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Breast cancer in ethnic minority groups in developed nations: Case studies of the United Kingdom and Australia.

Authors
  • Brennan, Meagan1
Type
Published Article
Journal
Maturitas
Publication Date
May 2017
Volume
99
Pages
16–19
Identifiers
DOI: 10.1016/j.maturitas.2017.01.015
PMID: 28364863
Source
Medline
Keywords
License
Unknown

Abstract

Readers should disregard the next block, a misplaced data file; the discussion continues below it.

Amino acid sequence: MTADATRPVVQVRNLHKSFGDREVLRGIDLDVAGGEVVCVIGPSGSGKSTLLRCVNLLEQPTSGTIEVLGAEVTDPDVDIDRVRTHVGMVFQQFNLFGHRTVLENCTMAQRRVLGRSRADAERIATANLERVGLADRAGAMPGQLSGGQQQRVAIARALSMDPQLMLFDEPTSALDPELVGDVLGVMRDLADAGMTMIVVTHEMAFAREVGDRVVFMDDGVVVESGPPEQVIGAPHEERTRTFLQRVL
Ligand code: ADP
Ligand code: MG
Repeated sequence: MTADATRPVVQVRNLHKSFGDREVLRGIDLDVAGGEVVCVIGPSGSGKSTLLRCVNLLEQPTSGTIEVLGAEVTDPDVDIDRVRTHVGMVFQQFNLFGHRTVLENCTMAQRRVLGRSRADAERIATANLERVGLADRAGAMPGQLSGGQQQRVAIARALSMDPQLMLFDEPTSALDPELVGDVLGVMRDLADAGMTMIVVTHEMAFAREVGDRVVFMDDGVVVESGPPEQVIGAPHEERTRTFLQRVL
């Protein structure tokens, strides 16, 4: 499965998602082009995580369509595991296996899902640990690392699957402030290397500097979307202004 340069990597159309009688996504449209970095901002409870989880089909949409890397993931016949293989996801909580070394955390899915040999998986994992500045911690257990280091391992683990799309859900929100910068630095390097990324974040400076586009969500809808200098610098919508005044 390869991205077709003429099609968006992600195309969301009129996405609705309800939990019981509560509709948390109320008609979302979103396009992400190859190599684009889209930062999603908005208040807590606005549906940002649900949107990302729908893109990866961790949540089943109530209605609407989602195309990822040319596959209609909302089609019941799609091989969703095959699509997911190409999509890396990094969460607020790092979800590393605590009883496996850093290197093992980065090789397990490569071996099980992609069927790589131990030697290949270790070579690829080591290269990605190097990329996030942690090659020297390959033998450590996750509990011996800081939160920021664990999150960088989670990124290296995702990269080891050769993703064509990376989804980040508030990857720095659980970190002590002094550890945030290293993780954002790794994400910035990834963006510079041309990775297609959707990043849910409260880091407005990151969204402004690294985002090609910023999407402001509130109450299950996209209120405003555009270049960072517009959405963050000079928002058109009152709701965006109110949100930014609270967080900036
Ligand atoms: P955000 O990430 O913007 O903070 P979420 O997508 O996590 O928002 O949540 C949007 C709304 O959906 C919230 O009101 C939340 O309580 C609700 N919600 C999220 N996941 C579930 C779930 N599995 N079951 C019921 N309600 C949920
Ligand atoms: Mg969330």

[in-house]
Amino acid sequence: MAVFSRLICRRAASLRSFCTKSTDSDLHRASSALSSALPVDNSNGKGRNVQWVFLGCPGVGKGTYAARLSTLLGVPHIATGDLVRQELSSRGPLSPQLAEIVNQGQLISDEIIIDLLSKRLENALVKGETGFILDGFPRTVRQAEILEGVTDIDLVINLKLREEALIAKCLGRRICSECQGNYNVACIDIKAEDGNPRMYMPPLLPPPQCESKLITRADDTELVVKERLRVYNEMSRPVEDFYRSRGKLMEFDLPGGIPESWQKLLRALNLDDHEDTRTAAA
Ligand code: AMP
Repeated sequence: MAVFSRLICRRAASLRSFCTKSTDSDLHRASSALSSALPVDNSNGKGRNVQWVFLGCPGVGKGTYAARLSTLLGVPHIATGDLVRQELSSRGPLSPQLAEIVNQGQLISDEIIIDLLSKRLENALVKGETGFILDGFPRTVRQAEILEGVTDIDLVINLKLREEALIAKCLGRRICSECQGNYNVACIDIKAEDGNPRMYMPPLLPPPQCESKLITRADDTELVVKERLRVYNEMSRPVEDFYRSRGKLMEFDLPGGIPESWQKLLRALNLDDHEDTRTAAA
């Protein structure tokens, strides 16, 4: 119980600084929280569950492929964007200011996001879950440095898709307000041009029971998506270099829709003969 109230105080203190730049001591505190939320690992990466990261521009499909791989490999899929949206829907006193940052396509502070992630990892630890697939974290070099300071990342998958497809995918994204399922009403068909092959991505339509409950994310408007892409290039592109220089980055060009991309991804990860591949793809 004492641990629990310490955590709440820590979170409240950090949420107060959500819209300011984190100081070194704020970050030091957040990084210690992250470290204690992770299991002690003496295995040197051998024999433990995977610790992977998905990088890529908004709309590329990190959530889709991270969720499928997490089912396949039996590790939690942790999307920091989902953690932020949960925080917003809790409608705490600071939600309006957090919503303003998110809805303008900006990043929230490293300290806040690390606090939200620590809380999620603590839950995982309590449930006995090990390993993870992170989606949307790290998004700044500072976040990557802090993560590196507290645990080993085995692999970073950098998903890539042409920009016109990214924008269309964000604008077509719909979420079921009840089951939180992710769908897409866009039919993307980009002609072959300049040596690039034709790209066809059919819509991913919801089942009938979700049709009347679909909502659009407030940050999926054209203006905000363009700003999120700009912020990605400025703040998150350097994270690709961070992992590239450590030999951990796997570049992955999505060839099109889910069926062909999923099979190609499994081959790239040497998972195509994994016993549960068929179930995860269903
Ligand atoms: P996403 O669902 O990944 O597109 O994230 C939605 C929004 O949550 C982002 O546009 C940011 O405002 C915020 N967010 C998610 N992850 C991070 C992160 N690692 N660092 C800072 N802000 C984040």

Recent research from the United Kingdom (UK) has highlighted some of the differences in breast cancer presentations between women of different ethnic groups. Analysis of a large database showed that Black women of African or Caribbean heritage living in England and Wales are more likely to present with stage 3 or 4 cancer than White British women and less likely to have their cancer detected through screening. In many countries around the world, migrant and cultural minority groups experience social and economic disadvantage and this is reflected in their health outcomes. With world migration at record levels, it is timely to reflect on ethnic disparities and to consider how developed nations can care for their minority groups, which are increasing in number and diversity. These issues and challenges are discussed, using the UK's migrant population and Australia's Indigenous and migrant populations as case studies.

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